To Whom It May Concern,
I am a surgical resident/registrar currently training in Plastic and Reconstructive Surgery .
I am due to sit my final exams in 18 months. Traditionally, there is a clinical examination which spans a Shabbos and Sunday. On the Shabbos there is usually long cases and short cases but often as part of these examinations one is asked to draw diagrams to explain concepts/operations/anatomy.
I was wondering what I am to do from a Halachic perspective (given that it is unlikely that the College of Surgeons will change the exam day)?
Furthermore, there are often practice examinations held on shabbos in the year leading up to these examinations. What are the provisions from a Halachic perspective to attend these examinations?
Thank you for your help,
PS: I have also been asked by a Consultant to assist him with a double toe transfer for amputated fingers on a shabbos in three weeks time. It is an operation that I am unlikely to see throughout my training. Is there any provision for me to attend and assist him with this case on a shabbos?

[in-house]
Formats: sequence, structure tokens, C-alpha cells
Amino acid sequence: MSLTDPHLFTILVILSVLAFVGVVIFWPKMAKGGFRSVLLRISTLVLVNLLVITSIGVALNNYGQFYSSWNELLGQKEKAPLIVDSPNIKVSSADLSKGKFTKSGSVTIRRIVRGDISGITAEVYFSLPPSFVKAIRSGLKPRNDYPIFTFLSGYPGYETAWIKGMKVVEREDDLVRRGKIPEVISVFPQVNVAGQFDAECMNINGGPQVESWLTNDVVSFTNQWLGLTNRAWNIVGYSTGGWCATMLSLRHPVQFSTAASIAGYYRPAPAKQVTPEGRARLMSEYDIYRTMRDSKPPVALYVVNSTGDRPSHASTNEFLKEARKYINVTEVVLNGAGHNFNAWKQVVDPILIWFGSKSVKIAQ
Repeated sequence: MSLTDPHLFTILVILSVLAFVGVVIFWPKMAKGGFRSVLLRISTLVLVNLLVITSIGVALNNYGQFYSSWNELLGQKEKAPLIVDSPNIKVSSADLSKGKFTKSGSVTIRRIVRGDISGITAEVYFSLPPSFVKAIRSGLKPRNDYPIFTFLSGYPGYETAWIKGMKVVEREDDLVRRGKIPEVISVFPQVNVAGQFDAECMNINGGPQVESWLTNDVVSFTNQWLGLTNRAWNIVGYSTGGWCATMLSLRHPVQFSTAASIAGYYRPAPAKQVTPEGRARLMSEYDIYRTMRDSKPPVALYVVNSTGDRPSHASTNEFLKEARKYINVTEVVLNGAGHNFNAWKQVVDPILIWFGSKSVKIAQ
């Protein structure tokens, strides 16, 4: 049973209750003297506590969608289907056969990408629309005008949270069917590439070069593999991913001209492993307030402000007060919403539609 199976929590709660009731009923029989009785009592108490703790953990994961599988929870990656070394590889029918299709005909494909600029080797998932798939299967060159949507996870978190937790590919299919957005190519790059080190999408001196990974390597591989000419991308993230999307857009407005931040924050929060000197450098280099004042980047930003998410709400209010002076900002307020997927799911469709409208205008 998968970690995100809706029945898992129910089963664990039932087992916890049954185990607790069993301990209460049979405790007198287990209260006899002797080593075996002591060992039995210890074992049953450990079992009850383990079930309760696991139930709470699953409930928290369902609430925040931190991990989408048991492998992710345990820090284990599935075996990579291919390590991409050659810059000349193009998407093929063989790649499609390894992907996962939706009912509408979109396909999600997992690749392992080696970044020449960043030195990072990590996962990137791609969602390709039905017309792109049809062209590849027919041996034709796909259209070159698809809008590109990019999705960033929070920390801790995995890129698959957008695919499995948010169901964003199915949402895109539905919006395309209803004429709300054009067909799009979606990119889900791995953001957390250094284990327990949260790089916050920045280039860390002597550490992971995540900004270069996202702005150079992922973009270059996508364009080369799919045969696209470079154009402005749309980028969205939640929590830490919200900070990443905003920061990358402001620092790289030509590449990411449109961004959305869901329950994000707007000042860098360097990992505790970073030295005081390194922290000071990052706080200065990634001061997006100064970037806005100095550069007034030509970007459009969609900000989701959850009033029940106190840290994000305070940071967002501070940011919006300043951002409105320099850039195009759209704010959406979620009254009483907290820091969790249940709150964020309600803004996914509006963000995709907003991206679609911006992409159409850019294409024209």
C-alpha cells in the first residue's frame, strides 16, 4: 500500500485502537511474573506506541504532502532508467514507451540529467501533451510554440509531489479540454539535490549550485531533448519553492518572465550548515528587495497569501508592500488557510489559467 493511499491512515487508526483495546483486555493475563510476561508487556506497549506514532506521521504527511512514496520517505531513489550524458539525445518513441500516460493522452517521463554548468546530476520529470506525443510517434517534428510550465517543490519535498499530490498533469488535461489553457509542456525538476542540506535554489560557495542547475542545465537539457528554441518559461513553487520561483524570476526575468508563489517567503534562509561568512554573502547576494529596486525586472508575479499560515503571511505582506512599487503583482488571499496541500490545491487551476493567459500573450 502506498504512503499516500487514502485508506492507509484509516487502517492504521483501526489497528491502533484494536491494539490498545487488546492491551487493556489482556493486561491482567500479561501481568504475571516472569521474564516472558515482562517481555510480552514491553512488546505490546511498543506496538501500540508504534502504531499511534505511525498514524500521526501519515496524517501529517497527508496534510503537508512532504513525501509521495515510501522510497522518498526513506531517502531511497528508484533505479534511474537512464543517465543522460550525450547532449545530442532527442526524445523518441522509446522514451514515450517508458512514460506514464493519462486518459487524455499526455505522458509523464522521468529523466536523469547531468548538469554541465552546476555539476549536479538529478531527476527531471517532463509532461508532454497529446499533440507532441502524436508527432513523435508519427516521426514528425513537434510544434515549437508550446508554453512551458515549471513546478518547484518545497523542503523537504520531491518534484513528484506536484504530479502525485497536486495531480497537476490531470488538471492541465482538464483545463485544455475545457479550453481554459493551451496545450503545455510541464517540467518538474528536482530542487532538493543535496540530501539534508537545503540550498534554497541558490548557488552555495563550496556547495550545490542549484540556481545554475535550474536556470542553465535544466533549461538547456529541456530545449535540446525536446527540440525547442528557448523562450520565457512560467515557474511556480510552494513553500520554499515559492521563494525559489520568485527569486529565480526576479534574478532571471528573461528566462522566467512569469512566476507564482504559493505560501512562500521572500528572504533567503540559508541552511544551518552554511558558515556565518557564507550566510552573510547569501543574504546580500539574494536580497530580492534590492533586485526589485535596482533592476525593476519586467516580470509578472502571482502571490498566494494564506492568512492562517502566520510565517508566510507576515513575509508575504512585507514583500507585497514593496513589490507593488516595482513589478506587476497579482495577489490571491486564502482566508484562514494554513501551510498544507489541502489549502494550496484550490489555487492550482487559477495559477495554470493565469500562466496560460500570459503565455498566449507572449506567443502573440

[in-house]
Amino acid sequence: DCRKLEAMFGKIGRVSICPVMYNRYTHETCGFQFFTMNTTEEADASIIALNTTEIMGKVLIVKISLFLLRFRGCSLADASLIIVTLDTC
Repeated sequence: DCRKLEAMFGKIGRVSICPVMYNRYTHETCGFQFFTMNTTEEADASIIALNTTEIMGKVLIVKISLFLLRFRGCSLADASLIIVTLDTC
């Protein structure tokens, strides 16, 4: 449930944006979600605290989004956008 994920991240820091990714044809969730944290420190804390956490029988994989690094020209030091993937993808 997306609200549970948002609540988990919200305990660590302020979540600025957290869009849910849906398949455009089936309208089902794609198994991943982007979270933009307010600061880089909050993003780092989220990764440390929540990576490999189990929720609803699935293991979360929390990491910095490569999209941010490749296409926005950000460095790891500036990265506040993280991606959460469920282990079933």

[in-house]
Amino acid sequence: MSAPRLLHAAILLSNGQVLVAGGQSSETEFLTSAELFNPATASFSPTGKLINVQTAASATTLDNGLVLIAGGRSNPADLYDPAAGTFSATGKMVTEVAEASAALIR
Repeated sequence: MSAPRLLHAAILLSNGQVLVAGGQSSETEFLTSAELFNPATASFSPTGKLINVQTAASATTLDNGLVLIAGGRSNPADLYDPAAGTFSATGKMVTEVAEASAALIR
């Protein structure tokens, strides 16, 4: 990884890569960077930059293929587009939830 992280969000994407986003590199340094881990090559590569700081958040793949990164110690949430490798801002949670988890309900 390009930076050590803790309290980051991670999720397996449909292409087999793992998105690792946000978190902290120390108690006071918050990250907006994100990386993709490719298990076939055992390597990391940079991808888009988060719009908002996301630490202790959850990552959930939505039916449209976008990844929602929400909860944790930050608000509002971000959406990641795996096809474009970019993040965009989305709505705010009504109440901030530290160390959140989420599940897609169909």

1. One is not allowed to desecrate Shabbos for the purpose of medical exams. Therefore, you should ask for a special date on account of Sabbath observance. Many western countries make accommodations for religious observance. This solution is best.
If it is not possible to arrange an alternate date, you should request ahead of time to be exempted from the need to write and draw diagrams or other figures on Shabbos.They might agree to this, and perhaps require that you have the diagrams ready for Sunday.
Without such an agreement – since the exam is not pikuach nefesh (life saving) – you may not desecrate Shabbos for the purpose of the exam.
It is worthwhile that you make initial contact in the coming months to allow time for consideration and possible legal action before the anticipated date.
2. Since the double toe transfer is not a life-saving procedure, if your assistance includes activities that are prohibited on Shabbos – you may not perform them. [After you become a certified specialist with absolutely required responsibilities, additional factors will need to be clarified.] If no prohibited activities are needed, you may observe, just as a doctor may learn and read medical articles and books on Shabbos (as ruled by Rav S.Z. Auerbach zt"l).
3. After you become a certified specialist, there are likely to be many additional questions. We are happy to receive them and attempt to answer them in accordance with halacha.
Rabbi Dr Mordechai Halperin
Rabbi Meir Orlian